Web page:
The 2016 regular season is in the books, and after 162 (Or 161 if you're the Cleveland Indians) games it all comes down to needing eleven more wins to accomplish the goals you set out for in Spring Training. After winning their first division title since 2007, Cleveland faces the team who eliminated them from the postseason that year, the Boston Red Sox.
Cleveland Indians - 94-67, AL No. 2 seed
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The Indians overcame an awful lot to even make it to the playoffs in 2016, let alone win the AL Central. A crippling injury to Michael Brantley had many, including myself, believing that Cleveland had absolutely no shot, not to mention the injuries to Yan Gomes, Danny Salazar, and Carlos Carrasco. The Indians starting pitching, which was projected to be nearly untouchable, finished with a combined 4.08 ERA (7th in MLB), while their supposedly subpar offense finished with 777 runs scored (5th in MLB). Perhaps the most shocking aspect of the Indians season was their 49-26 record against their Central rivals, which surpasses even their 14 game winning streak. The most amazing thing about their play against the Central was their 14-4 record against Detroit, a team who has absolutely mauled them for years. The biggest concern for the Indians is their poor play on the road; The Indians were an incredible 53-28 at home, but were just 49-31 on the road. Cleveland will start the postseason with home field advantage in the ALDS, but should they advance to the ALCS they will likely face Texas and lose it.
Boston Red Sox - 93-69, AL No. three seed
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In a year where the Red Sox said goodbye to an era with the swan song of David Ortiz, many young players flashed their signs of a new era. Outfielders Jackie Bradley Jr. and Mookie Betts, along with shortstop Xander Bogaerts all continued their electric starts to their careers. Boston looks to have one more incredible October run before moving on to the next chapter in 2017. Boston blazed their way to the NL East crown with the help of their pitching staffs 3.50 second half ERA, which ranked second in all of baseball and was almost an entire point better than their first half ERA (4.43). Righty Clay Buchholz and lefty Eduardo Rodriguez both started off the season terribly, but surged in the second half, and if they continue to do so the Red Sox will be very dangerous in October.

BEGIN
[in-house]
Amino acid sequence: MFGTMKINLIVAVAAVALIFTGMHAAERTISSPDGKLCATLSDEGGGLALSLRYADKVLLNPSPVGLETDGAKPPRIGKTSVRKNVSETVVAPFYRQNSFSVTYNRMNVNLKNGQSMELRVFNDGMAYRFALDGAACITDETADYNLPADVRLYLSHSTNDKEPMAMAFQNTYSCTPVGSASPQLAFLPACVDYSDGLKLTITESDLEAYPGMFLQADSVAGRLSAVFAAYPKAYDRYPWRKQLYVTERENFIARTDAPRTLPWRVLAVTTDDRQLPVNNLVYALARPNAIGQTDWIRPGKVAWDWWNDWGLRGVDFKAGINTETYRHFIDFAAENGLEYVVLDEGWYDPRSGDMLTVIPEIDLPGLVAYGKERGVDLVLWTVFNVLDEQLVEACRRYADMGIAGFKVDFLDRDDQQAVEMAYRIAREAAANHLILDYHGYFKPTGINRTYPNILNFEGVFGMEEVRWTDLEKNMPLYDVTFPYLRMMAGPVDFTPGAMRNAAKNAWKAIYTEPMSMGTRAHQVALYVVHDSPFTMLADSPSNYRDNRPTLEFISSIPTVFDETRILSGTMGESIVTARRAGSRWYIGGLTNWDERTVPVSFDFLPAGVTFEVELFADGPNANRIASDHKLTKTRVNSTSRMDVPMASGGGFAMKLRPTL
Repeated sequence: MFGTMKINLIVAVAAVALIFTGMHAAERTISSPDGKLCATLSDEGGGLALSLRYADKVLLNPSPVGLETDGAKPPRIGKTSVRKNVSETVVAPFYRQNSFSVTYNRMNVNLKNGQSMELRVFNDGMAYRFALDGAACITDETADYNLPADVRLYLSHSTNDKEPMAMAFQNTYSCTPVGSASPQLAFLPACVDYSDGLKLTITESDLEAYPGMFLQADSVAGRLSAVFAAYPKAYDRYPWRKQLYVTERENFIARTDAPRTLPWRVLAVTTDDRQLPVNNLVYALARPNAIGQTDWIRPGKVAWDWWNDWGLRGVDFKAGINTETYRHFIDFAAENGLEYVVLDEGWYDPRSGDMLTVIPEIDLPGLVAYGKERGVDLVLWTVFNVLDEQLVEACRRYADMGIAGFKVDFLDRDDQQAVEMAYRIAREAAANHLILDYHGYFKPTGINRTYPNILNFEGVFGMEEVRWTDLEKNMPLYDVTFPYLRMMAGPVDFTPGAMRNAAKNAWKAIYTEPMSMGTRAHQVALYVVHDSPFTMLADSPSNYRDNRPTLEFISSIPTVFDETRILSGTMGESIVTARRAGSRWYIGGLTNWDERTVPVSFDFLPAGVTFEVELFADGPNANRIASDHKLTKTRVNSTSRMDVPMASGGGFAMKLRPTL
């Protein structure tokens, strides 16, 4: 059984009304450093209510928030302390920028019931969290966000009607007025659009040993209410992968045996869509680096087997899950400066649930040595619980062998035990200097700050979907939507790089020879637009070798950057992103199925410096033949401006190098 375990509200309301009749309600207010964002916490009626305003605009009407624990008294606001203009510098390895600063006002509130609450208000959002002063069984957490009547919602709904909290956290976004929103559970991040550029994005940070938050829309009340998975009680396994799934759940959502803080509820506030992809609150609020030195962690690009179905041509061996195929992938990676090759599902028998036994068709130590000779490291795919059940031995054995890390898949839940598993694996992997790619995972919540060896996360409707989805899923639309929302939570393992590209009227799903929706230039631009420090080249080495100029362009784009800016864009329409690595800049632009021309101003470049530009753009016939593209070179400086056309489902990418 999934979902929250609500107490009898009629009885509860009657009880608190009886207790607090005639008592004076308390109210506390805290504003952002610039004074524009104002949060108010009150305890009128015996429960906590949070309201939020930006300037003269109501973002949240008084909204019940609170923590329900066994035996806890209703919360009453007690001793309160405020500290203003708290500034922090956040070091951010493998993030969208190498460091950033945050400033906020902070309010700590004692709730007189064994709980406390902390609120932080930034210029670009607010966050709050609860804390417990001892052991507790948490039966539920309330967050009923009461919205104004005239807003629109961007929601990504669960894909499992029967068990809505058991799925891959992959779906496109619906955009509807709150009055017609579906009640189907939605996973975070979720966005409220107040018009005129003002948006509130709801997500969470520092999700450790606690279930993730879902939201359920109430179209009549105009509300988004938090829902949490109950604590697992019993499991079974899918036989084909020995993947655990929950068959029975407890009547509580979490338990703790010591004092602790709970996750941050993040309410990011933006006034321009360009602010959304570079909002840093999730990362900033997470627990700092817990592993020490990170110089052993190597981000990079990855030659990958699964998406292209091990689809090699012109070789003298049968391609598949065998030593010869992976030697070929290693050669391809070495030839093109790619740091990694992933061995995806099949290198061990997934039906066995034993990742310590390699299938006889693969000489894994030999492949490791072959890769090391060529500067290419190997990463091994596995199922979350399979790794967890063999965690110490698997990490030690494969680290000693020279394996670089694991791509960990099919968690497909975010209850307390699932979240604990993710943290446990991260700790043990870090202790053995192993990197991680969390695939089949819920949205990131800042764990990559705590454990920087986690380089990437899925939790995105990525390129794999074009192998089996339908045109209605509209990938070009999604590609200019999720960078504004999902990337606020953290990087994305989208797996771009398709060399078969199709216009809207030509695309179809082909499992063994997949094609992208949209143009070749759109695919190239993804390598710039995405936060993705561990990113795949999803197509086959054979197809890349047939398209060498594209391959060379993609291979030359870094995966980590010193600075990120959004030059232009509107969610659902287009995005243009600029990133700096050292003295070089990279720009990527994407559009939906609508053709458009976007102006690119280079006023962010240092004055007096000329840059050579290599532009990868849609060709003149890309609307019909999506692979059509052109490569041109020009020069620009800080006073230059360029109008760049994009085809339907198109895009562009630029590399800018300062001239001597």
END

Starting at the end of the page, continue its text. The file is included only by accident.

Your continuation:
40 year old David Ortiz is preparing for his final postseason run, and looks to improve on his incredible .295 AVG/ .409 OBP/ .533 SLG/ .962 OPS/ 21 2B/ 17 HR/ 60 RBI postseason statline
Brad Penner-USA TODAY Sports
The postseason often comes down to pitching, but this is one series that might not. The Boston Red Sox were baseball's top scoring team, and Cleveland's was 5th, not to mention the fact that both of their starting rotations raise some questions. The bullpens may play a huge factor in this series as well, which gives Cleveland the edge.
Due to a groin issue late in the season, Corey Kluber will start game two rather than game one of the ALDS for Cleveland. Twenty-two game winner Rick Porcello will face Trevor Bauer, in what not only will be the biggest game of the series, it could be the best pitching matchup as well. Bauer is a young and highly driven by emotion, and the pressure along with the sold out postseason crowd are surprisingly a great recipe for him to be at the top of his game. Porcello? Well Porcello won 22 games and that obviously says a lot.
While there is no clear advantage in game one, the game two advantage certainly looks like it belongs to Cleveland. Lefty David Price has had a down year, not to mention the fact that he is 2-7 with a 5.12 ERA in the playoffs, and has never won a postseason game in which he started. Kluber has never made a postseason appearance, but we all know what he is capable of.
Here is where the importance of game one comes into play: the series shifts to Fenway Park. Fenway may be the hardest park for a road team to play in, especially if your team has little to no postseason experience and you're trying to win a playoff series there. The bigger worry for Cleveland in this game is Josh Tomlin. Overall, Tomlin had a solid season, but he gave up an alarming 36 HR. Josh did show some encouraging signs by not giving up a single long ball in September while posting an ERA of 1.40, and following that with a very solid start in October; but the fact remains that a fly ball pitcher against Boston is big trouble. The entire Red Sox lineup is fully capable of taking you deep at any point, and the clear advantage in this game goes to Boston. If Cleveland wins only one of the opening games in Cleveland, Boston is likely to take a 2-1 lead in this game, backing Cleveland into the biggest corner they've faced all season.